Wednesday, May 29, 2013

Book Review - Delilah Dusticle by A.J. York

Delilah Dusticle has special powers, she can completely eradicate dust. With her quiver pouch of special dusters Delilah can run up walls and reaches places others just can’t. As a maid in the Fenchurch-Whittington house Delilah’s unusual skills soon lead to her being promoted to Chief Dust Eradicator and Remover. Until one day a broken heart leads to her powers taking an expected turn.

This is the first in a series of touching and funny stories about Delilah Dusticle. Follow her on a journey of self-discovery, friendship and adventure.
I don’t really know how to write this review.  I was actually thinking about just…not, but I promised the author and my followers that I would post the review.  This was before I read it, though, and realized that it just wasn’t for me.

You may think, looking at my back catalogue of reviews, that I don’t mind being the ruthless reviewer person.  But I do.  Major-label books are one thing – they need honest reviews to balance out the plethora of fangirl ones – but indie books…I always feel a huge twinge of guilt with posting an overall negative review.  Such is the case with Delilah Dusticle.

The actual storyline isn’t bad for a middle-grade short story.  Delilah is a Duster, and she has a…I guess, power?...that allows her to eradicate dust.  But when she has her heart broken, her power reverses and she brings dust everywhere she goes.  But the technical aspects are very poor, and so many words are just used and reused and reused again that I lost track of how many times I rolled my eyes.  This right here is why it is essential for indie authors to have at least one really good, grammatically proficient beta reader/editor to go over the final draft before it’s officially published, because poor grammar can kill a book’s credibility.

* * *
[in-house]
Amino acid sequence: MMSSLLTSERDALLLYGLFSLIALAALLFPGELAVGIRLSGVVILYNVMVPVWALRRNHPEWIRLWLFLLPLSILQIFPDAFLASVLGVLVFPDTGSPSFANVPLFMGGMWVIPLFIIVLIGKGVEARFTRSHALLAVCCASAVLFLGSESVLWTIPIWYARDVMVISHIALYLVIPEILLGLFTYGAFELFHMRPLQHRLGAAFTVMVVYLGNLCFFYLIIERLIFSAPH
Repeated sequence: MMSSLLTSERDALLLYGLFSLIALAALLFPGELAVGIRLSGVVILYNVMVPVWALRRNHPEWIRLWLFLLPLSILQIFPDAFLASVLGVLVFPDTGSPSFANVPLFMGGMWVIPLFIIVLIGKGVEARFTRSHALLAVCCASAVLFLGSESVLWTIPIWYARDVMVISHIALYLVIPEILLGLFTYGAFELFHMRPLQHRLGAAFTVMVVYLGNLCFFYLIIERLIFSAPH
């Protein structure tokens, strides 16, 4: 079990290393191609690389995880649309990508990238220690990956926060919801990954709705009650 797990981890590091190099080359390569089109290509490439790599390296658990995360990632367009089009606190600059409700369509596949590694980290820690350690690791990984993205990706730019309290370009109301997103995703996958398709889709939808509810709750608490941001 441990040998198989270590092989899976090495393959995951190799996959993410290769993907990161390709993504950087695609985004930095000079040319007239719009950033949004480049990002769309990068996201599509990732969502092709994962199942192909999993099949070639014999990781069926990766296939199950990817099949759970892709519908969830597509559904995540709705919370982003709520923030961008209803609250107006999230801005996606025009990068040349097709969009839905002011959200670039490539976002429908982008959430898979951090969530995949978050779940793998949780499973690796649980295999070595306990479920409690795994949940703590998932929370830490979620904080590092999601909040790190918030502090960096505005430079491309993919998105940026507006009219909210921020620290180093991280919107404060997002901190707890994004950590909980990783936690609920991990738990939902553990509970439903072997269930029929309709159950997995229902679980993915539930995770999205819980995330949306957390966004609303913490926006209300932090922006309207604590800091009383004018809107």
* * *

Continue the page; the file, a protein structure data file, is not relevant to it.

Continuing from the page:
Also, so much of the story is told through exposition and info-dumping that it’s no wonder why it was so short; hardly anything was actually written out as it happened.  The ending threw a bunch of morals at us that seemed rather forced, and Delilah’s epiphany was too sudden and abrupt, even for a children’s book.

I wouldn’t call this a bad story, really, but it’s an unpolished one.  There is potential for a truly fantastic children’s tale in these pages, but they need to go through some extensive editing to really deliver on most of it.  There are certainly worse self-published books out there, and the less picky reader may find herself really enjoying Delilah Dusticle, but it’s not a story I can personally recommend.

Delilah Dusticle - 2.5 out of 5 stars

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